6th February 2015

How should I invest the lump sum from my pension?


In April of this year savers over the age of 55 will be given much greater freedom with the money they have poured into their pension funds for retirement. In a major pension reform unveiled by Chancellor George Osborne, savers will now be able to take a number of smaller lump sums from their pension fund and 25% will be tax free.

The move is all part of a drive by the Government to make people take more responsibility for their future finances and enable savers to seek far better returns than the paltry sums seen in recent years.

Savers have always had the option of taking 25% of their pension in a tax-free lump sum, but were then generally corralled into buying an annuity. However, under the new system, savers can now cash in smaller amounts and then make their own decisions on how best to invest their cash.

But, how should you invest that £50,000 from your pension fund? What will deliver the best return on a lump sum from a pension? What will £50,000 get you in today’s market? And, now you have it, where is your pension fund money safest?

To help you make an informed choice, I’ve provided some examples of what £50,000 in today’s market will get you and what you can expect in return.

1. Use your pension money to buy your dream car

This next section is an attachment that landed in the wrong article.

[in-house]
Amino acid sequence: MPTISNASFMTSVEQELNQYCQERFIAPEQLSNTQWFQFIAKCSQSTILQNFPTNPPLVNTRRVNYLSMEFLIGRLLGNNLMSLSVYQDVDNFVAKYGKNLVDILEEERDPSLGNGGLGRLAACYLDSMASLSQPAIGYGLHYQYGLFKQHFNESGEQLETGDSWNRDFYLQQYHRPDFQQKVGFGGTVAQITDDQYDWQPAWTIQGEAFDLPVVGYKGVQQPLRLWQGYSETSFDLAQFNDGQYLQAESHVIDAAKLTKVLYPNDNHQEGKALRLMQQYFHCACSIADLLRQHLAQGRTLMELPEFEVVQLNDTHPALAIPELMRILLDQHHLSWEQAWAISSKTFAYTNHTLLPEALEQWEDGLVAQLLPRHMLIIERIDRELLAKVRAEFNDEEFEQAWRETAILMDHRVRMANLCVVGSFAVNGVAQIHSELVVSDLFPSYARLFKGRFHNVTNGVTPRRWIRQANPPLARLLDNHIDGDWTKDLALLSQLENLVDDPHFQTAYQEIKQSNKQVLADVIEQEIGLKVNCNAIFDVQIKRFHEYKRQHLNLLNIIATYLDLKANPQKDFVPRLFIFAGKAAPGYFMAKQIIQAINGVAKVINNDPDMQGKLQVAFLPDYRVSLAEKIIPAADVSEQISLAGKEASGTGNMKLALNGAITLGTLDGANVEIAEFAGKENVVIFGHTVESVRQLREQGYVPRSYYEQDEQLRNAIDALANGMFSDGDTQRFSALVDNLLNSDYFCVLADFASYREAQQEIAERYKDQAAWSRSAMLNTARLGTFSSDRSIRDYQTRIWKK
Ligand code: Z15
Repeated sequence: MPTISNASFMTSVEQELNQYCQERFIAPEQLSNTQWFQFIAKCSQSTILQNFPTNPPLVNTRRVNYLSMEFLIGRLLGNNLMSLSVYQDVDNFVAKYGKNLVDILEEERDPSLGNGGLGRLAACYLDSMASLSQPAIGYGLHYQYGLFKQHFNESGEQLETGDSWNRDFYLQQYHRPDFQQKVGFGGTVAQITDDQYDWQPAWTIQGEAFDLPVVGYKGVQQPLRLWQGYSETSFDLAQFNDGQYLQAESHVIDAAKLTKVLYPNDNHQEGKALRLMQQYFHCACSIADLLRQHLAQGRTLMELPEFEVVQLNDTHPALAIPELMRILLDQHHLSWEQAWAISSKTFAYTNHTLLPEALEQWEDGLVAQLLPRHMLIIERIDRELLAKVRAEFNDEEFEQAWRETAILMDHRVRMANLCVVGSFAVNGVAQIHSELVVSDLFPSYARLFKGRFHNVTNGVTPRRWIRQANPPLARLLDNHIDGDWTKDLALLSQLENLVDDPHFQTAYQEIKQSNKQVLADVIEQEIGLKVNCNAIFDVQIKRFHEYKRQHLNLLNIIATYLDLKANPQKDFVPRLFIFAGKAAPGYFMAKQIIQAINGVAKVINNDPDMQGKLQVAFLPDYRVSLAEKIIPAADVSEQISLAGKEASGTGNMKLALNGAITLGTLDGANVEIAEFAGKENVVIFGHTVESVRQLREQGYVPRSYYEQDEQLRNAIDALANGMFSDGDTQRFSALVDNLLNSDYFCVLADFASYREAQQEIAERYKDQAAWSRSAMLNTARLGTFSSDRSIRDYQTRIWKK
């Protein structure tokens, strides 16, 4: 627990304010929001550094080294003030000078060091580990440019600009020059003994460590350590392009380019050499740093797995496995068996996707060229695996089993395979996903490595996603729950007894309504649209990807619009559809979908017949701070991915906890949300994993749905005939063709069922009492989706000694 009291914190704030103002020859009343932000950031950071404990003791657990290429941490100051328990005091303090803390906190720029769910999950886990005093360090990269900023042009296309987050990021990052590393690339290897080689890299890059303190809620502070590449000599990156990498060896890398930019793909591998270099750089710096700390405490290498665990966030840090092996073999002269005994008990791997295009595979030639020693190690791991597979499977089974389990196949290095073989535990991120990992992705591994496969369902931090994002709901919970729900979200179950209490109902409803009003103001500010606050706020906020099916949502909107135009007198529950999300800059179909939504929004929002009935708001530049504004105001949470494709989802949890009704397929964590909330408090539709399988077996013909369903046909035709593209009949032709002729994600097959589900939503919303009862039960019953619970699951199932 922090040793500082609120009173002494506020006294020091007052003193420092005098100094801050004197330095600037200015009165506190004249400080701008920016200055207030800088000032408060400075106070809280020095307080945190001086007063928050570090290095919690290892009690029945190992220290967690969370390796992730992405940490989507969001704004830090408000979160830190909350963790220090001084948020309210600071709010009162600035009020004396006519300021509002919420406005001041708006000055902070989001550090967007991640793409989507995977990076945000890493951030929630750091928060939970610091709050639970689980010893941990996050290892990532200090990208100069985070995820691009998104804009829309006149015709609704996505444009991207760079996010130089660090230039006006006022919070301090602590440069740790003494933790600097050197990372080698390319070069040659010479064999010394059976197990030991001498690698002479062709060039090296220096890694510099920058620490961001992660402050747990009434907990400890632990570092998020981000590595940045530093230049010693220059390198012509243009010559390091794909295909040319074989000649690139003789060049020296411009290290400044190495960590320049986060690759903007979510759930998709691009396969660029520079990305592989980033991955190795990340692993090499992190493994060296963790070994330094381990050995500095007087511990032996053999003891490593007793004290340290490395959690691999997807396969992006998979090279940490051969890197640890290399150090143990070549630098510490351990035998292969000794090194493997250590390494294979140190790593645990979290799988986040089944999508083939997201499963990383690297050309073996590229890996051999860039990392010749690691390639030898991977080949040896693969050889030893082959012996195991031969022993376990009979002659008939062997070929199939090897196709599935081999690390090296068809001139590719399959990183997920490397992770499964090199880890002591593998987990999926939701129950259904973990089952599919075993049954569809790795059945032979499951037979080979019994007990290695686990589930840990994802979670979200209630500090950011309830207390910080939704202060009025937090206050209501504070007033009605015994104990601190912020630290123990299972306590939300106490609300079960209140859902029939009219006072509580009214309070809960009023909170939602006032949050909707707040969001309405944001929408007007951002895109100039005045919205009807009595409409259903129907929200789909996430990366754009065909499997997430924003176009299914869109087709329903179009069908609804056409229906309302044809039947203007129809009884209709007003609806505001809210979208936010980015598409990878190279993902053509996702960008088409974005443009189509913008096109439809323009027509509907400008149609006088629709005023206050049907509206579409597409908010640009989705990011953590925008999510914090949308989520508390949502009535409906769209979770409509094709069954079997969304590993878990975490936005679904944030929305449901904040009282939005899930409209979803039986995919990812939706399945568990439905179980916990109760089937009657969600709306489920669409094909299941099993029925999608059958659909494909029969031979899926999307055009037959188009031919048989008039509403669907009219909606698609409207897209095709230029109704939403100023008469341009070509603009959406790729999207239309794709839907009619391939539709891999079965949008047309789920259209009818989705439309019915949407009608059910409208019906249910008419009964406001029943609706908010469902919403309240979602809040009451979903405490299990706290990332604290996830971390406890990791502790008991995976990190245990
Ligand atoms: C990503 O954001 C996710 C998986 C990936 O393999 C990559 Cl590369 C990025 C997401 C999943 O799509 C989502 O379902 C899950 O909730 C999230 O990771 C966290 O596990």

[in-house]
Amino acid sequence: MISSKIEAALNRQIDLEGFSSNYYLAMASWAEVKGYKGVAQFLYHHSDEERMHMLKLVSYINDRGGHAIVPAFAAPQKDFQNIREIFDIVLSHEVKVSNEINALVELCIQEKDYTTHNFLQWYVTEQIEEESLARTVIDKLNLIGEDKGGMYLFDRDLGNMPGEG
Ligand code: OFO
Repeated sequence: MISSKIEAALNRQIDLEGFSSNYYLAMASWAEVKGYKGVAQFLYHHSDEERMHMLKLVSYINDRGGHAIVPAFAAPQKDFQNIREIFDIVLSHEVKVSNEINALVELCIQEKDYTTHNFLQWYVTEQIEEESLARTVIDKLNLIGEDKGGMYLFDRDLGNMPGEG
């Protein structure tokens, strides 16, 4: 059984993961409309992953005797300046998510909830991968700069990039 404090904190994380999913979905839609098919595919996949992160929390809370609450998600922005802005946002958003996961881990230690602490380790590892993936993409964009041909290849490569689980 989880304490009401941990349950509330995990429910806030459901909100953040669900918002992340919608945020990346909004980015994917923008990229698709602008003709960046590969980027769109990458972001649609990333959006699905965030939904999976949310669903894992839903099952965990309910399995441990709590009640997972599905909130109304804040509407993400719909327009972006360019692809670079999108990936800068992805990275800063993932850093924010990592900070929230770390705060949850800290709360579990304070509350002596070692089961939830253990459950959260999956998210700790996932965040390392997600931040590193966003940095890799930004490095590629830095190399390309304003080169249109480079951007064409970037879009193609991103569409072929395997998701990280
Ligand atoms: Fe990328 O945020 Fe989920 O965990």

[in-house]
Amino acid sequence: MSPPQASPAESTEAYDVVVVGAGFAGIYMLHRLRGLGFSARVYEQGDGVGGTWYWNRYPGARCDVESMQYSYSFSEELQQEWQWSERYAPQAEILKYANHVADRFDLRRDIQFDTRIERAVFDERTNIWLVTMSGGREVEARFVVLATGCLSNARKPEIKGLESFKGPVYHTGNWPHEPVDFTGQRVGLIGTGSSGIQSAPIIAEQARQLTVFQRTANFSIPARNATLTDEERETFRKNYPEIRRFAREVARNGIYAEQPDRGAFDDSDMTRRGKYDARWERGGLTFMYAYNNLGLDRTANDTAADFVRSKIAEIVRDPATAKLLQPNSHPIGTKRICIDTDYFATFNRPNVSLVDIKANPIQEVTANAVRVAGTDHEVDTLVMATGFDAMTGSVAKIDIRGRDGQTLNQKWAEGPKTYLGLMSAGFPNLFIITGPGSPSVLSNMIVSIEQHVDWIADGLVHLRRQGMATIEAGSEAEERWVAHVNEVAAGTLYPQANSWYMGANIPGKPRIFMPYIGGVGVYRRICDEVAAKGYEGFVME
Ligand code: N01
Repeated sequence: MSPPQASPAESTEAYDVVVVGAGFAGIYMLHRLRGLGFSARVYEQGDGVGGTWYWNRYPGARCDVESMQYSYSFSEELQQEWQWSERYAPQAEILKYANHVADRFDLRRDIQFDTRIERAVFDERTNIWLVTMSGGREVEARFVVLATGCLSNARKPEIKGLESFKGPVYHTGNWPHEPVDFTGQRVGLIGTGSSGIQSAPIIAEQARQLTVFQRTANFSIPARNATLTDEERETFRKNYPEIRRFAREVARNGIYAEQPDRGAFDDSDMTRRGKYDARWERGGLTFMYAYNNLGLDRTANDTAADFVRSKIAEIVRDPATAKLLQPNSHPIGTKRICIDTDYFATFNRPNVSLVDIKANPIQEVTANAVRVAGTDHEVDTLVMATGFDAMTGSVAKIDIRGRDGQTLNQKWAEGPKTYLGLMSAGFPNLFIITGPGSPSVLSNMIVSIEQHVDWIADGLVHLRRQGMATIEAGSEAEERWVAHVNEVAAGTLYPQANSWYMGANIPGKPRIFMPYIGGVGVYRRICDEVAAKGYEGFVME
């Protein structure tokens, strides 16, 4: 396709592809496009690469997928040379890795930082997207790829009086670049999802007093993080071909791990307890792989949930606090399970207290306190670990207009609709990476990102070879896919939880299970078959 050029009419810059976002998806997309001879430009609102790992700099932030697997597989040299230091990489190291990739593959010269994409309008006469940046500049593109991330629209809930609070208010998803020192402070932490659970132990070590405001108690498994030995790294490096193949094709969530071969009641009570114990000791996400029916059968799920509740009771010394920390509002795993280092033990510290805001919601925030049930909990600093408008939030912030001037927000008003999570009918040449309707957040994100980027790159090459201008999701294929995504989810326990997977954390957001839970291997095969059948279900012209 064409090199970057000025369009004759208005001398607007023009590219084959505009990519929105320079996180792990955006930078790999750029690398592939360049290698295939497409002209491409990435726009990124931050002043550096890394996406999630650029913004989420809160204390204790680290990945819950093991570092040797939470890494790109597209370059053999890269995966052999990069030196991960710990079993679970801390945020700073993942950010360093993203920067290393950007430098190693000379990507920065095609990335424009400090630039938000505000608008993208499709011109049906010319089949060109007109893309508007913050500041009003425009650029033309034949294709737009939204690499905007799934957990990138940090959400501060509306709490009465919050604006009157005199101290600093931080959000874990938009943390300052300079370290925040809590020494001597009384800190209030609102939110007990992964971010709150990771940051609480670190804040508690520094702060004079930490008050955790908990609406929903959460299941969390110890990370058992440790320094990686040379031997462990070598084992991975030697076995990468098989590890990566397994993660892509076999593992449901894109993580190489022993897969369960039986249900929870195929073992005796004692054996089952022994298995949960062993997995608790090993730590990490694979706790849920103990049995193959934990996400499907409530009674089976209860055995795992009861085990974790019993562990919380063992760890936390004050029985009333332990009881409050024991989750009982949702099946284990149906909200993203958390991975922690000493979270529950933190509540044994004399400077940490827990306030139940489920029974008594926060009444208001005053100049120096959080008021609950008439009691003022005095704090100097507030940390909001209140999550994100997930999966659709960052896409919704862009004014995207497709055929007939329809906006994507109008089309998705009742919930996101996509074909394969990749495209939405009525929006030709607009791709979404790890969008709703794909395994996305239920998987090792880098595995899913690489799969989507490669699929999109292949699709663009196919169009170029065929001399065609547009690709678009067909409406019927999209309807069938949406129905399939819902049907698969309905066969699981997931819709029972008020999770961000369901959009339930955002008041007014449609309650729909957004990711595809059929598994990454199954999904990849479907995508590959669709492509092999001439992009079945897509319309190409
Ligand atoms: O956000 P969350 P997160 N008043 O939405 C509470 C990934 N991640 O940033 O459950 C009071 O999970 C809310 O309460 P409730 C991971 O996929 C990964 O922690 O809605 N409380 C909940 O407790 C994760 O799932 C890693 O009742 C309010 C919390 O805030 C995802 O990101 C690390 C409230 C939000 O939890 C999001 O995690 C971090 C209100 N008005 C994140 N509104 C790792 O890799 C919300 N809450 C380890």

For many, a £50,000 windfall from the pension reform will be an opportunity to snap up the car they’ve always fantasised about owning. Tearing across the countryside with the hood down and gathering admiring glances is always going to be a temptation, but it does come with some drawbacks.

If you’re looking for something new, £50,000 could buy you a sporty Porsche Cayman or Jaguar XF. While they may fulfil your desires and provide reliability, bear in mind many of these cars will be worth £20,000 less in just three years – assuming you don’t put it through a neighbour’s hedge the first time you put your foot down.

Many will say a classic car is a far safer bet and £50,000 opens up a world of possibilities for those demanding vintage style. At the minute, classic cars are soaring in value and could provide an attractive investment option. However, appetites change and you don’t have to look much into the past to see plummeting values in the classics sector. Classic cars also cost considerable amounts to maintain and could prove to be a major drain on day-to-day finances.

2. Spend the pension lump sum on designer fashion or jewellery

Fashion and retail labels constantly provide us with something to aspire to and £50,000 will ensure even the most well-dressed will glance over with envy as you adorn yourself with some of the most desirable items on the planet.

A stroll down any of the world’s most exclusive High Streets and shopping malls will quickly provide a wealth of options for spending a lump sum from your pension with shoes, handbags and jewellery all capable of demanding colossal price tags.

For example, the Leiber Precious Rose handbag features 1,000 diamonds and hundreds of other valuable stones and will cost you a little over £50,000. Similarly, visit a store like Asprey and you could spend £50,000 on a solid silver safe in the shape of a Gorilla.

The one drawback is that if you want to protect your investment, you can’t wear or use any of these exclusive items and nothing falls out of fashion faster than fashion itself.

3. Use the pension reform to fund your hobby

Everyone has a favourite pastime and all of them cost money. In the UK, golf and cycling are among the most popular and both can easily help you to spend your pension fund.